I realize this could be offensive to some, and no doubt many people will find his writing offensive, but I can’t help but laugh at this stuff, even if I feel a bit naughty doing it. He also makes fun of himself plenty of times, which tends to balance things out:
“The reading was fine but often during the Q and A I’d hear something completely fucked up and realize it was coming out of my mouth. Which happens.”-p. 389 of A Carnival of Snackery by David Sedaris
He does include some serious observations, including a short section where him and his partner Hugh admit to each other that they were both raped at at least one point in their life, which according to the casual way they bring it up, seems to be (horrifically) common for men who are gay. And as mentioned in older books he’s released, one of his sisters commits suicide, and him and his siblings never seem to recover from their mother’s death years ago, so David has certainly had his share of sadness.
I’ll leave you with another quote, as his writing is, and will always be the true star of his books for me:
“Q and As followed all of this weekend’s BBC recording sessions, and at the one yesterday afternoon a woman asked how I feel when my values are challenged.
‘I’m not sure I understand the question,’ I told her.
‘For instance,’ she said, ‘whenever I fly in the U.S., some big fat American will take the spot next to me and completely spill over into my personal space.’
I knew what she was saying, but the only thing I hate more than being crowded out of my seat is listening to self-righteous thin people complaining about it, so I said, because it’s true, ‘It’s actually not a problem when you fly first class.'”-p. 492, A Carnival of Snackery by David Sedaris
Ooooooh, I do like that last quote, and you probably knew I would!
I read his Christmas collection with the whisky glass on the cover and was surprised by how fairly racist it was, and I’ve never bounced back from that with his writing. 😬😬
Yes, I can get that vibe sometimes from his books unfortunately. Like, I don’t think he means it that way, but he is becoming less and less aware of his privilege, so his complaining can come off as very tone deaf.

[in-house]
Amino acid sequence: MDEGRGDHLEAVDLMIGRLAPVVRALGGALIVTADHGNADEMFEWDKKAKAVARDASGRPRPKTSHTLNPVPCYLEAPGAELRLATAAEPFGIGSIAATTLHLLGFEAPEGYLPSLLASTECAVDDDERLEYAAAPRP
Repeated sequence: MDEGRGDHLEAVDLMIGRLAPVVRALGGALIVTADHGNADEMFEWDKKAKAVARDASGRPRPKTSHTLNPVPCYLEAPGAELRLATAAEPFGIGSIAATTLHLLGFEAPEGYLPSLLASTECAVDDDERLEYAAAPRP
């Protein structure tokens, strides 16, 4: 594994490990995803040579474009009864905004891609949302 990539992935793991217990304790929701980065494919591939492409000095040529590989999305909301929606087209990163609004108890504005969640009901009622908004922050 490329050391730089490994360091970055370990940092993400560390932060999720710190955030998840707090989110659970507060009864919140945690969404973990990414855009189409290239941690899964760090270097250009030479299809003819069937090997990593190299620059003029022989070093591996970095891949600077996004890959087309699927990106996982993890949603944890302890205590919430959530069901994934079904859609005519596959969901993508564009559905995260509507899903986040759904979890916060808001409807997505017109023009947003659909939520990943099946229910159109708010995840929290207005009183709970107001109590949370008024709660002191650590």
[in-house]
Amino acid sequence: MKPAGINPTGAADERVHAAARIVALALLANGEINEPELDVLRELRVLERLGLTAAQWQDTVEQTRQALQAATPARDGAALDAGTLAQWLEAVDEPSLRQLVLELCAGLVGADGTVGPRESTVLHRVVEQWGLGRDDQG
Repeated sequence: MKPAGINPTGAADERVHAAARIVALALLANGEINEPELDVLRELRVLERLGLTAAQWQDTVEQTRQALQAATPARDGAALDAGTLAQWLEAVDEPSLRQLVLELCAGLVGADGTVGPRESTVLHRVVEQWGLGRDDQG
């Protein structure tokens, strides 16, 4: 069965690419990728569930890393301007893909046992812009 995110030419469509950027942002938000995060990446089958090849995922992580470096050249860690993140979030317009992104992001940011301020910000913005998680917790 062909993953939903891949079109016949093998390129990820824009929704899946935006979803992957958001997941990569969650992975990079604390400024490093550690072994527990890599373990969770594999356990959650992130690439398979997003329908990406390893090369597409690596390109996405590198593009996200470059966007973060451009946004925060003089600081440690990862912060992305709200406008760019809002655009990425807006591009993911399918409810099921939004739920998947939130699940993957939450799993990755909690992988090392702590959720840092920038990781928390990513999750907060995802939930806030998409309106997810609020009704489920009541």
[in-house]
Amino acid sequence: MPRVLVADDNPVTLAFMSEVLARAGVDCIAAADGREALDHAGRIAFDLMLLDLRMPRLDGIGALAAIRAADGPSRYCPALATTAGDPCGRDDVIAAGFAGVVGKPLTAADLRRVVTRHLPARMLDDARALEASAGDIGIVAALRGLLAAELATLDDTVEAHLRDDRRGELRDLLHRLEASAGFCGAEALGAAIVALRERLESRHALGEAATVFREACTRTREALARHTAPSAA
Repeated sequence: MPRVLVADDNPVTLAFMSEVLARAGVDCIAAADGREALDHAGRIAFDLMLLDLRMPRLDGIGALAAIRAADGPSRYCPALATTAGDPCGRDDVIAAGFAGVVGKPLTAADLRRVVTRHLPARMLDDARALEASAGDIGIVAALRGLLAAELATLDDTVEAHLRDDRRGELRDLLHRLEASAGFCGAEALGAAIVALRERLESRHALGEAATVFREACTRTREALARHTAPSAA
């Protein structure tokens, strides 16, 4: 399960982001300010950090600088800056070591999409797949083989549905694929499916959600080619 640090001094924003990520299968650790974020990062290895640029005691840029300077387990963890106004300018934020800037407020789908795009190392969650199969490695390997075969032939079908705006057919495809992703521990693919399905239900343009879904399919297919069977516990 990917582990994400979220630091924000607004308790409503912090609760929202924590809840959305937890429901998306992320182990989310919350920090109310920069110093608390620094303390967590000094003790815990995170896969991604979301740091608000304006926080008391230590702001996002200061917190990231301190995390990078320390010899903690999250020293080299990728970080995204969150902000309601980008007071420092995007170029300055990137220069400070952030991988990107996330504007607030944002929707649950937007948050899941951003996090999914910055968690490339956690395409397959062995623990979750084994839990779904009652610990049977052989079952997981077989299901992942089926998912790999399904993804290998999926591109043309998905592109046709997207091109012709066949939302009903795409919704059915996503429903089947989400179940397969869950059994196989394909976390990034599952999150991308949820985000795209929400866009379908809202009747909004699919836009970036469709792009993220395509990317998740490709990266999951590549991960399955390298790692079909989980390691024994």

Sedaris is such an astute observer of society and I appreciate that he’s not afraid to point out contradictions that exist, even when that isn’t necessarily going to settle comfortably for every reader. I’ve heard him be challenged in many an interview and he always has a balanced and fair approach, which is often self-deprecating and he seems to leave a space for others to have their own, differing experiences and opinions too. I’m really “behind” with reading his books but I feel like I’ve uptodate because I’ve heard and seen him read/speak (not in person though!) so many times. When the Theft volume of his diary was published, I’m sure I spent enough hours listening to parts of it in interviews that I really should have just read the damn thing. Heheh (LOVE that inscription. So strange, but amusing.)
right? It’s just so Sedaris. He has one story about how a few people have asked him to inscribe their book, and then commit to having his inscription tatooed on their body. THE PRESSURE!!!
This sounds like something I’d laugh at and feel uncomfortable about at the same time.
We just got this in at the library and I was surprised by how huge it is!
Are the entries taken from his real diary, or did he write it in the style of diary entries?
I think the entries are taken from his real diary. It’s sort of written with just the date, and then a paragraph underneath, so it’s really just snippets in his life.
I also feel “behind” in reading him, it’s been a while. I need to put him back on my list! I love the inscription!
I was quite excited, as you can tell by my blog 🙂